"Mosaic": This Chameleon Should Hide
I’ve not much to say about Mosaic; there’s not much you can say about a movie that is itself worth so little. It’s crass, unoriginal and uninteresting.
The story is about Maggie Nelson, whose father, an Interpol agent, discovers an ancient rock that can empower a human with the talents of an ancient race of Chameleon Humans, who can do just as it sounds—shape shift and blend in with the surroundings. When Maggie is infused with this power, she’s able to do all that and crawl on walls. (The movie itself makes the obligatory Spider-Man jokes, so I’ll refrain.) While she slowly figures out these new powers, her father is kidnapped and Maggie teams up with Mosaic, a rogue Chameleon Human who is trying to protect his race from the tyrannical rule of a resurrected priestess.
If the plot sounds convoluted and confusing, it is. Most annoying is its recycling the “ancient civilization trying to resurrect evil to rule the world” story device. (My dislike of the Iron Man DTV stems from the same thing.) It’s a tired old story, and I’m tired of seeing decent characters wasted on it. The movie also features an excess of clichéd dialogue and wrap-ups that are in no way redeemed by a “shock” ending that is just as annoying as the rest of the film. I’m hoping there aren’t any sequels to this.
The actors and animation alike are stiff and boring. Some have complained about the quality of Anna Paquin’s performance, but it seems to me she’s leagues better than the second-rate talent they hired for the other parts As for the animation: it’s often jittery, and a lot of the mouth movements seem off.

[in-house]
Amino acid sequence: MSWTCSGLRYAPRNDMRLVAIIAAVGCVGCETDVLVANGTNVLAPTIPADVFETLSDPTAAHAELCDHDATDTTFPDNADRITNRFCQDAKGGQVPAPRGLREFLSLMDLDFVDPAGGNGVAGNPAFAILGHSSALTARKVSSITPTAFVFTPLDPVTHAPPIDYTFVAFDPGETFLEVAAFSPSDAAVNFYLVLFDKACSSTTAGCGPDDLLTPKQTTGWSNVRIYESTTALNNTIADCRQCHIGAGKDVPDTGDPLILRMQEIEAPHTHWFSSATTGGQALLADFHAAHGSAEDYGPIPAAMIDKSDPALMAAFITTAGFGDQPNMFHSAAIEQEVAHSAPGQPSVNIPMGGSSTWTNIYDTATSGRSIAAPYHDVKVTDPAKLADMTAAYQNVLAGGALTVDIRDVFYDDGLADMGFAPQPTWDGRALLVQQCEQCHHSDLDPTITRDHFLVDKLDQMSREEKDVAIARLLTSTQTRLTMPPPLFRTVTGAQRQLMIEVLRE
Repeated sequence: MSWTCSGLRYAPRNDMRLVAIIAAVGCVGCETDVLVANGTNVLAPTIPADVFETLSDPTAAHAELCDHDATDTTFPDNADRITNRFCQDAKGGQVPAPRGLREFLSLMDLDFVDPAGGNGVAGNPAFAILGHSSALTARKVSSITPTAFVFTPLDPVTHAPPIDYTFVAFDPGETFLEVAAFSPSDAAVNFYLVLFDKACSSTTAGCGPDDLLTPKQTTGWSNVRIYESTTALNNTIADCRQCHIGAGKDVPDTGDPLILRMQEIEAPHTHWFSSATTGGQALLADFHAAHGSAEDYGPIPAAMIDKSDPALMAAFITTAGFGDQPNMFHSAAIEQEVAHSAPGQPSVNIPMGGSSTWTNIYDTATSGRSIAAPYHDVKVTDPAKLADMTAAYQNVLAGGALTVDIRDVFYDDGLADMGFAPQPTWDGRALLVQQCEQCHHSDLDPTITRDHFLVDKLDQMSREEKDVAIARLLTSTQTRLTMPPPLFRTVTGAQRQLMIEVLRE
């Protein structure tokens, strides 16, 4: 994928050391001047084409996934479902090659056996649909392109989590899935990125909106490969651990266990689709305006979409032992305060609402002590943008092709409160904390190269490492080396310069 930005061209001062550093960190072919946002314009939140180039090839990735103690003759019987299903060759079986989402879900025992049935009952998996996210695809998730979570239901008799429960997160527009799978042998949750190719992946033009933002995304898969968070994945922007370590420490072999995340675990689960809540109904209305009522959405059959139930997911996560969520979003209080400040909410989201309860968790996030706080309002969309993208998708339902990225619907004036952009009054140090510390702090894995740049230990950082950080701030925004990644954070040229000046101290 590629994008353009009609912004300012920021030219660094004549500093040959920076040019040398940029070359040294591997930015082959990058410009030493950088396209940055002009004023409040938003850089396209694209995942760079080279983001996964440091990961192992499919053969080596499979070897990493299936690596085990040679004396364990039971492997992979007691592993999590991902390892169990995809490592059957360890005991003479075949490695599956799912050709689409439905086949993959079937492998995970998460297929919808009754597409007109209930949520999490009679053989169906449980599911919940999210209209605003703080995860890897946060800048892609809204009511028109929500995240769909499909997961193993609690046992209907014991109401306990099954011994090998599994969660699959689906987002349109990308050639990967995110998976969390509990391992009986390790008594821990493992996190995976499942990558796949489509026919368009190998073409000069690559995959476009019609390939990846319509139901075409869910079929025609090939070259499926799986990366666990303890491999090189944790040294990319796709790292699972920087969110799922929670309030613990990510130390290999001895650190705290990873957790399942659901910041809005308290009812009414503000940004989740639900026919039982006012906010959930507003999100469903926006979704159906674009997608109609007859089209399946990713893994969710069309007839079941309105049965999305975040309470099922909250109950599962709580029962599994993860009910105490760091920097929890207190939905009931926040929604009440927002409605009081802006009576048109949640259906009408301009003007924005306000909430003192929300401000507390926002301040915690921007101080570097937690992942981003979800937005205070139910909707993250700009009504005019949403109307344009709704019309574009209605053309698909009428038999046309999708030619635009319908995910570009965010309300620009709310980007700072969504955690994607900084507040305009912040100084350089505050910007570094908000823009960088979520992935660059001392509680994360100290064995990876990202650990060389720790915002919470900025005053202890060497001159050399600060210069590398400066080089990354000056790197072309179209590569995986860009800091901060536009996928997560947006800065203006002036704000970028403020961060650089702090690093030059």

Stan Lee insists that girls can identify with Maggie, but I don’t see how they can when only a six-year-old could find the story interesting, and in that case they’re too young to watch it as the violence is too intense for anyone under ten.
The DVD comes with a comic book of The Condor (the other recent Stan Lee DTV) and an insert that lists the chapters of the film. Disc art is a bit plain (it matches the cover) and the menus have rather a cobbled-together look. The packaging doesn’t give you much hope for the film itself, which is odd, considering that Starz Home Entertainment put out a remarkable Hellboy: Sword of Storms DVD. Video and audio on this release, though, are very, very impressive. Despite the crappy animation, the video transfer is beautiful and the audio throws out an astounding amount of oomph, giving even the rear channels a bit of play during scenes.
Special features come with an introduction to the film and two featurettes that include interviews with Stan Lee and the director Roy Smith. Both are slightly entertaining; it’s especially entertaining listening to Lee shovel a lot of bull about how awesome the film is and how he expects Mosaic to become the next Spider-Man. As a serious matter, these are well worth watching if you enjoyed the film itself; otherwise you’ll just roll your eyes. There’s also a game and a gallery.
It’s a shame that a comic book great like Stan Lee has put out this kind of animation to DVD when there’s so many other, grander tales he could tell. Frankly, I felt little except disgust after watching Mosaic.